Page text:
First we have the Catan Dice Game. My introduction to what I like to call "geek games" came through the Catan series. One of my cousins brought the original Settlers of Catan game to a family Christmas. I fell in love. I have the original, the Seafarers of Catan expansion (never played it), and a Christian variant called The Settlers of Canaan. While I love the strategy of these games, I usually wind up losing. Actually, I take that back. I usually win the first game I play with a new group while I'm teaching them the rules. Then I can never beat those new players again.
I've seen the card version and wasn't all that interested. And then Jill, my darling wife, spotted the dice version. Intrigued, I went on-line where I was able to play a solitaire version on the game's official website. That gave me enough of a taste to go out and get it.
Basically, each player gets a score sheet with a miniature version of a Catan map, complete with roads, settlements, cities, and knights. To build those items, you have to collect the right resources by rolling six dice. You do this three times, keeping the stuff you want and re-rolling what you don't. You then get points for what you can build and are penalized if you can't build something.
The mechanics are straightforward and easy to follow. The real strategy comes in what you keep and what you re-roll. When I played the first game with my dad, sister, and brother-in-law, we all wound up scoring pretty low. Or rather, I scored low. They kicked my butt. My only gripe is the size of the score sheet and the relative darkness of the Catan map. I often lost track of what I had built already, often winding up saving dice for something I couldn't build yet.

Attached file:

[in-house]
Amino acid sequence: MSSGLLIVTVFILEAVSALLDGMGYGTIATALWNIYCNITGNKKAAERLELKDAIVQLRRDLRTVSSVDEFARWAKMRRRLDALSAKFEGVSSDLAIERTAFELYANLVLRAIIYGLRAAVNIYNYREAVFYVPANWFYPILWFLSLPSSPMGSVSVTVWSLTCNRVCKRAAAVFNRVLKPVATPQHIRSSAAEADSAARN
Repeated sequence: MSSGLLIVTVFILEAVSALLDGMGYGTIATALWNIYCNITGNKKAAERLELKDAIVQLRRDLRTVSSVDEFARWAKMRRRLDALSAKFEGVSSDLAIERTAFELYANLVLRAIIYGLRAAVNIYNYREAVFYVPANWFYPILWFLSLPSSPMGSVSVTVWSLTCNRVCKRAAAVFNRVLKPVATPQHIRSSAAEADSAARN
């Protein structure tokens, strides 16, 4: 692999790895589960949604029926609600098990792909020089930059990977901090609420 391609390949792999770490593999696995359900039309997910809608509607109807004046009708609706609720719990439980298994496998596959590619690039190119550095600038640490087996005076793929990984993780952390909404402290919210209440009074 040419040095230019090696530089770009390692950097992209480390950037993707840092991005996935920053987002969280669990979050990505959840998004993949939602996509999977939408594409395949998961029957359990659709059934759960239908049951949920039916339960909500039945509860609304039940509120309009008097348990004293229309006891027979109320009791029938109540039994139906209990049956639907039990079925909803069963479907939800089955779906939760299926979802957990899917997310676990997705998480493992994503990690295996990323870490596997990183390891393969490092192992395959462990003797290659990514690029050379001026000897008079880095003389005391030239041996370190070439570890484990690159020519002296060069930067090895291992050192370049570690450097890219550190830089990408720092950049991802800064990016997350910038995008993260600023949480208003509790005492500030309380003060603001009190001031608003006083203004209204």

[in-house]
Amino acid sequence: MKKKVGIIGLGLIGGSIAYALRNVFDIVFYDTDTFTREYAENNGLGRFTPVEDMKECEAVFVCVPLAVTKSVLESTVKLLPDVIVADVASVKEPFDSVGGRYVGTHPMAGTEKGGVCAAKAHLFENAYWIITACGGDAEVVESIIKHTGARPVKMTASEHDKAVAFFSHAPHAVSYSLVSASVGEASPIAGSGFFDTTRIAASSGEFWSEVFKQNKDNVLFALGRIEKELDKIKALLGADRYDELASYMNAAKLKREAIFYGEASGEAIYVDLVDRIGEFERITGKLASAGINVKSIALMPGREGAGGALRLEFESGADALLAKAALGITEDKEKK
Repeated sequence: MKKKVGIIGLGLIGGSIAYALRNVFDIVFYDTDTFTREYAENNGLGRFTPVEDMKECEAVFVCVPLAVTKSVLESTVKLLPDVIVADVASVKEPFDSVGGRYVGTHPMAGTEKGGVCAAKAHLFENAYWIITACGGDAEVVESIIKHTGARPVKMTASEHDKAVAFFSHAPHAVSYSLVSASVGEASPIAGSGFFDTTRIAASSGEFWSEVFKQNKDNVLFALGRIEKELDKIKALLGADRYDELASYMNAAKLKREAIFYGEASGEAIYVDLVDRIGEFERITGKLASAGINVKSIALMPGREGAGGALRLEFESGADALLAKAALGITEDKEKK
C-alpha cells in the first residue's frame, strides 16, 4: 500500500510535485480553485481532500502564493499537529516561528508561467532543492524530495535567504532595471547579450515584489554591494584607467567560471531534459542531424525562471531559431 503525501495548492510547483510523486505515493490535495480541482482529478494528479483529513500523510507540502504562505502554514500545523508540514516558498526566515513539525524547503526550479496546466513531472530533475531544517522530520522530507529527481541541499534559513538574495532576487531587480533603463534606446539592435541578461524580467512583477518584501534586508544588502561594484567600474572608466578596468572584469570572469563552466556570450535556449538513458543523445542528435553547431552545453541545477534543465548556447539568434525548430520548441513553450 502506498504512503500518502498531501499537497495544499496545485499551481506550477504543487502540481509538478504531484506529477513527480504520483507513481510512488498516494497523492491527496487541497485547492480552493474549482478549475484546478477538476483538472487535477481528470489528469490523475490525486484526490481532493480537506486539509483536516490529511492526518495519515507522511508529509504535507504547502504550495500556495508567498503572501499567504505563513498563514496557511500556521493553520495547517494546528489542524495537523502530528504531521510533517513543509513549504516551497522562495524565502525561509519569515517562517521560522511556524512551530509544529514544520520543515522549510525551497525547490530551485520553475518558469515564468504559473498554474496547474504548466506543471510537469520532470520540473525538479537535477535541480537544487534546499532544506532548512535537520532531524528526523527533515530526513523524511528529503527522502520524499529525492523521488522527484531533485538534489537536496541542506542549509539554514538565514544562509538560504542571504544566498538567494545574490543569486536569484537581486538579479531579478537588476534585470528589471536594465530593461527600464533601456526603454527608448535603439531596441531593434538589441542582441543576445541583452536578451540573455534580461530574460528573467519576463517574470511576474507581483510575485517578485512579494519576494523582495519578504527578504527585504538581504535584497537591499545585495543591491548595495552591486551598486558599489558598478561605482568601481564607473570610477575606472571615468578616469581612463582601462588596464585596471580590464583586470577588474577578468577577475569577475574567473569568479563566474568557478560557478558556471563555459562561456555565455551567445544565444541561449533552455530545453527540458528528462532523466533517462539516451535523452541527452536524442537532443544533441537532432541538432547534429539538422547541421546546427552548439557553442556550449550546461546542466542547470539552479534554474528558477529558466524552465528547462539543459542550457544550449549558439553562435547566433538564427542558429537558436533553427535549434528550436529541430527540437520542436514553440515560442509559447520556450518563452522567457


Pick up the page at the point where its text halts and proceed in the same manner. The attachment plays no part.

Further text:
So that was last night. This morning, my brother-in-law Chris and I broke out another new game, namely Carcassone: The Castle.
I've never actually played the original Carcassone. I do own the Christian variant, namely Ark of the Covenant. For those of you unfamiliar with the basic game, you build the board as you play, laying tiles and then placing people on said tiles.
The Castle is a two-player variant of the game. It comes with a scoring track that frames the play area. The tiles have towers, houses, courtyards, and paths on them in varying combinations. You build the interior of the castle as you play, playing people on the various structures to claim them and then score points as they are finished. As you move around the track, you also gain one-shot bonus tiles that can make or break your game.
Again, this game was pretty easy to pick up. The only real problem I suffered was that the rules were a bit different from Ark of the Covenant. In Ark, you can score points for partially completed roads and cities. The same is not true in Castle. And while there were some new rules to contend with, they were pretty easy to understand.
The whole game lasted about an hour or so, which seemed a little long. I blame the fact that it was the first time for both of us. The corner tiles, the one-shot bonuses, were a good addition. I think they're why I was able to win pretty handily.
If you like a good strategic game, one you can share with non-hardcore gamers, these two are good ones to try. Consider them "gateway" games.